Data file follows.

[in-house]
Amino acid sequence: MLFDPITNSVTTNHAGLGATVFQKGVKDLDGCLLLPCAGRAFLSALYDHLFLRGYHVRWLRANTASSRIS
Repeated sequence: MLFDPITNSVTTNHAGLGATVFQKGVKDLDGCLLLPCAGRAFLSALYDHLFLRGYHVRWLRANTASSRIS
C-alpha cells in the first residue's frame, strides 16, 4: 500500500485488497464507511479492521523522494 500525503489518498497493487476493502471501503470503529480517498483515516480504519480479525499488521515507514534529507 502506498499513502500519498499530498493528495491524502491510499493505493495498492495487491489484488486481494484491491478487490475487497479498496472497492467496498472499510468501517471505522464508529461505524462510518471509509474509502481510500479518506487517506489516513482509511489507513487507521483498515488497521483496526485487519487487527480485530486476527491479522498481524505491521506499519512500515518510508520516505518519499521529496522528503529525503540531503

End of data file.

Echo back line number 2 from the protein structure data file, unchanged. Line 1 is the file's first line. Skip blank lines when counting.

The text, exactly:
Amino acid sequence: MLFDPITNSVTTNHAGLGATVFQKGVKDLDGCLLLPCAGRAFLSALYDHLFLRGYHVRWLRANTASSRIS